While high cholesterol (either as a high LDL or “bad” cholesterol; or low HDL or “good” cholesterol) certainly contributes to the risk of atherosclerosis and cardiovascular disease, it is not the only contributor. Each year it seems that I have one or two patients that have “no excuse” for having coronary artery disease but they do anyway.
In the same period of time, however, I will see hundreds of patients that have an obvious cause. When doctors see the cause they feel better. When families and patients know the reasons for the disease (have something to blame), they also seem happier. But life doesn’t always work that way. And when it doesn’t, it is sometimes hard to accept therapies that seem to be for diseases that we don’t think that we have.
Some reasons for major blockages that don’t necessarily involve high cholesterol or imbalanced cholesterol numbers include the following partial list:
High blood pressure , ...
Peripheral artery disease (P.A.D.) is a common circulatory problem, where narrowed arteries reduce blood flow to your limbs. P.A.D. is more common in African-Americans than any other group. This may be because some of the conditions which increase the risk of developing P.A.D., such as diabetes and high blood pressure, are very common among African-Americans.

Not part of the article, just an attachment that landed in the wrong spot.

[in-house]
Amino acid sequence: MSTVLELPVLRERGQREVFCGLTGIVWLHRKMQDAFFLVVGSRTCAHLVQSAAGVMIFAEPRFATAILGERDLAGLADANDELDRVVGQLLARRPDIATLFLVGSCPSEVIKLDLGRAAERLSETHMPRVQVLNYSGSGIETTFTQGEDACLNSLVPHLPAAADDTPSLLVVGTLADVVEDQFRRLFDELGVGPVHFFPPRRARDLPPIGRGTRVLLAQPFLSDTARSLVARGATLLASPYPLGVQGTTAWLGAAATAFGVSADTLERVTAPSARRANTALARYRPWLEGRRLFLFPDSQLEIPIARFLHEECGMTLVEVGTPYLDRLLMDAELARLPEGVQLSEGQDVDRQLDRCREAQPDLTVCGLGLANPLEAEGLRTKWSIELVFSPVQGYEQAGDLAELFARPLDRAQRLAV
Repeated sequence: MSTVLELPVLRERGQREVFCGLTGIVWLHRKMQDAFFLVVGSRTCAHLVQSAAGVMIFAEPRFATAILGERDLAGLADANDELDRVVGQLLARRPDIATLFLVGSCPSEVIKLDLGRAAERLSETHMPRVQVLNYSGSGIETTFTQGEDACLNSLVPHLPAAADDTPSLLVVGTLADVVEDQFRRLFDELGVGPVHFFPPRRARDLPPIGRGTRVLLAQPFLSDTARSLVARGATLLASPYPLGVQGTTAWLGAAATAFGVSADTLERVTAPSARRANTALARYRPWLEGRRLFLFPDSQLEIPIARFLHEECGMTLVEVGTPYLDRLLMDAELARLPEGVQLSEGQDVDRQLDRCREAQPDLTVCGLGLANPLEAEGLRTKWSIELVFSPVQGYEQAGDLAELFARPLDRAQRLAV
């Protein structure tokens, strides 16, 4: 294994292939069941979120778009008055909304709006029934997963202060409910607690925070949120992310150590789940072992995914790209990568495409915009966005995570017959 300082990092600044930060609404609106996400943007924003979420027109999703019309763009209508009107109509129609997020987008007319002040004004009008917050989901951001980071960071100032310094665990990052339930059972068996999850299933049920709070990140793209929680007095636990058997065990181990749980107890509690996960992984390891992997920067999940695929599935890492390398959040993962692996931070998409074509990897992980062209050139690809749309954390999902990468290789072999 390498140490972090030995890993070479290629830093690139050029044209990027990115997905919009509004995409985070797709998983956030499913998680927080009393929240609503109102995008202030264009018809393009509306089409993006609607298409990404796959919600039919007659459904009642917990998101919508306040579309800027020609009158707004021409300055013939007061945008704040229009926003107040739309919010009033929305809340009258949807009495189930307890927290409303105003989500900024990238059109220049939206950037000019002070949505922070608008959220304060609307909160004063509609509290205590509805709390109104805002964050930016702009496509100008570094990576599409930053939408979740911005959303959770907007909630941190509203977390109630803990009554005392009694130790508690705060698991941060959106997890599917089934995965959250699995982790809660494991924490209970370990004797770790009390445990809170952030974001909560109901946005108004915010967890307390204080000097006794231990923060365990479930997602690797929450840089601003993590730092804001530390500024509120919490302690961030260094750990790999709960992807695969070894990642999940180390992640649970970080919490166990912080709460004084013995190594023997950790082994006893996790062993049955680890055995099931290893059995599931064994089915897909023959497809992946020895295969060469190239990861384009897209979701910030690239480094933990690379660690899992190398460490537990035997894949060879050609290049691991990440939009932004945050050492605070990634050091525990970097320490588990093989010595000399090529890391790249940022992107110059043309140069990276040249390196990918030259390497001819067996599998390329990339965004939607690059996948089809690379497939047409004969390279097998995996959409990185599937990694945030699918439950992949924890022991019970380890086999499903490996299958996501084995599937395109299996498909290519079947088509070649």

“ P.A.D. occurs when extra cholesterol and other fats circulating in the blood collect in the walls of the arteries that supply blood to your limbs. This buildup—called plaque—narrows your arteries, often reducing or blocking the flow of blood… P.A.D. is most commonly seen in the legs, but also can be present in the arteries that carry blood from your heart to your head, arms, kidneys and stomach.”
For an illustration of a normal and affected artery click here .
So, what causes P.A.D?
While the cause of plaque buildup in the limbs are unknown for most individua...
Carotid artery surgery is a procedure to restore proper blood flow to the brain.
The carotid artery brings needed blood to your brain and face. You have one of these arteries on each side of your neck. Blood flow in this artery can become partly or totally blocked by fatty material called plaque. Such a blockage can reduce the blood supply to your brain and may cause a stroke.
There are two invasive ways to treat a carotid artery that has plaque buildup in it. This article focuses on a surgery called endarterectomy.
For more information on the other procedure, see: Angioplasty with stent placement .
Carotid endarterectomy; CAS surgery; Carotid artery stenosis - surgery; Endarterectomy - carotid artery
During carotid endarterectomy:
You will probably receive general anesthesia . This will make you unconscious and unable to feel pain. Some hospitals may use local anesthesia instead. Only the part of ...
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